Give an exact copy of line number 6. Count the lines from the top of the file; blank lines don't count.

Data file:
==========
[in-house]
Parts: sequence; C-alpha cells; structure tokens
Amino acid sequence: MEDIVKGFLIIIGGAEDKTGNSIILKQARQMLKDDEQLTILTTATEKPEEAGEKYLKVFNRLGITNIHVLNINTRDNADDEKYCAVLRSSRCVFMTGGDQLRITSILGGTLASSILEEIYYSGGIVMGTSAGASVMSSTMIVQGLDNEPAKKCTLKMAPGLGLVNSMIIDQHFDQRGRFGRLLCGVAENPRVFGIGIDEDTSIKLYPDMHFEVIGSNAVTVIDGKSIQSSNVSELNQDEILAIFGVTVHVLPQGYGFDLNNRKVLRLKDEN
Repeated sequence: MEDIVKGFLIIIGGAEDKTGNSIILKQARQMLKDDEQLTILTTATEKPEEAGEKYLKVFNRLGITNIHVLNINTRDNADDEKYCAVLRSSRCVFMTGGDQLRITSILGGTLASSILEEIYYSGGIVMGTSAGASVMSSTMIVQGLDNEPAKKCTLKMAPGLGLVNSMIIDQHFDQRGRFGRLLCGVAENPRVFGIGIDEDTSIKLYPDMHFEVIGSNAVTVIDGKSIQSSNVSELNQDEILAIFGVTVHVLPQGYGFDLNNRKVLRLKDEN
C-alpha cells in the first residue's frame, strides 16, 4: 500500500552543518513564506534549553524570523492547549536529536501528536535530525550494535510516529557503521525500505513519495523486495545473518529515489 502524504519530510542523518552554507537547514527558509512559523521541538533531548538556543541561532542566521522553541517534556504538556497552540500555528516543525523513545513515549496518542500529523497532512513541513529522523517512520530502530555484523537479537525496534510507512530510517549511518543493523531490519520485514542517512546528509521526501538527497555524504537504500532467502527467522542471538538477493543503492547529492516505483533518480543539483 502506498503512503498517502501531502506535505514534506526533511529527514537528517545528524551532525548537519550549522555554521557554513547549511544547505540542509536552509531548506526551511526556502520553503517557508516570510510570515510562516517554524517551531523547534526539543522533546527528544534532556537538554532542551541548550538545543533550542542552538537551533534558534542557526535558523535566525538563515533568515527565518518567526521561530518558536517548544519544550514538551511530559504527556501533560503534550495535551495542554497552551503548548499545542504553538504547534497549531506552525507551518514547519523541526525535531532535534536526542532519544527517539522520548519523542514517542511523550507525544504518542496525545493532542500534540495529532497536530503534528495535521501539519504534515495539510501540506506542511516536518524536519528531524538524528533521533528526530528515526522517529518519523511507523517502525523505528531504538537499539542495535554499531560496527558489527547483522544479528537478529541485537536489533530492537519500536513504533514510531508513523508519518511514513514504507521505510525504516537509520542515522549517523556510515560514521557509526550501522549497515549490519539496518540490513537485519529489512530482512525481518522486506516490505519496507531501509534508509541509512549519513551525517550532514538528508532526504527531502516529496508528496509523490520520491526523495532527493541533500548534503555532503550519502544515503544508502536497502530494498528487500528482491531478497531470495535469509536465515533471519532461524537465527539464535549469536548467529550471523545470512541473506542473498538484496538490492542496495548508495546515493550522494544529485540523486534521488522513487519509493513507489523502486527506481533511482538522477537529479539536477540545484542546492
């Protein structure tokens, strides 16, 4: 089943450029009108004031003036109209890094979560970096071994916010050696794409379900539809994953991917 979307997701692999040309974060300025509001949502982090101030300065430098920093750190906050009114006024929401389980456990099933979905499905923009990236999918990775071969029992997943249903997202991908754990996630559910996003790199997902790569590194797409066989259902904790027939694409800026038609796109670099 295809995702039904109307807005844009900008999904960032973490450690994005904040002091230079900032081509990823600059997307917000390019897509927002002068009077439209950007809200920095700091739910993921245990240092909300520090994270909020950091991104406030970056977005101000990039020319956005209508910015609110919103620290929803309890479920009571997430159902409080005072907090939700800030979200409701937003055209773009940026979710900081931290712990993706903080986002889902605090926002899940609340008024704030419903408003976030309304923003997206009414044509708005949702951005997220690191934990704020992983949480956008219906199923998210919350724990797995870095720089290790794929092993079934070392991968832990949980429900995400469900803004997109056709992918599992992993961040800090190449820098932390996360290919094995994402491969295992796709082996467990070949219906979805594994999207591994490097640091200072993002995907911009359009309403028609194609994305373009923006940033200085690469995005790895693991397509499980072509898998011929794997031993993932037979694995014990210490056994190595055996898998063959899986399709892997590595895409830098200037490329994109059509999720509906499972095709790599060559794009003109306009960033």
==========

């Protein structure tokens, strides 16, 4: 089943450029009108004031003036109209890094979560970096071994916010050696794409379900539809994953991917 979307997701692999040309974060300025509001949502982090101030300065430098920093750190906050009114006024929401389980456990099933979905499905923009990236999918990775071969029992997943249903997202991908754990996630559910996003790199997902790569590194797409066989259902904790027939694409800026038609796109670099 295809995702039904109307807005844009900008999904960032973490450690994005904040002091230079900032081509990823600059997307917000390019897509927002002068009077439209950007809200920095700091739910993921245990240092909300520090994270909020950091991104406030970056977005101000990039020319956005209508910015609110919103620290929803309890479920009571997430159902409080005072907090939700800030979200409701937003055209773009940026979710900081931290712990993706903080986002889902605090926002899940609340008024704030419903408003976030309304923003997206009414044509708005949702951005997220690191934990704020992983949480956008219906199923998210919350724990797995870095720089290790794929092993079934070392991968832990949980429900995400469900803004997109056709992918599992992993961040800090190449820098932390996360290919094995994402491969295992796709082996467990070949219906979805594994999207591994490097640091200072993002995907911009359009309403028609194609994305373009923006940033200085690469995005790895693991397509499980072509898998011929794997031993993932037979694995014990210490056994190595055996898998063959899986399709892997590595895409830098200037490329994109059509999720509906499972095709790599060559794009003109306009960033």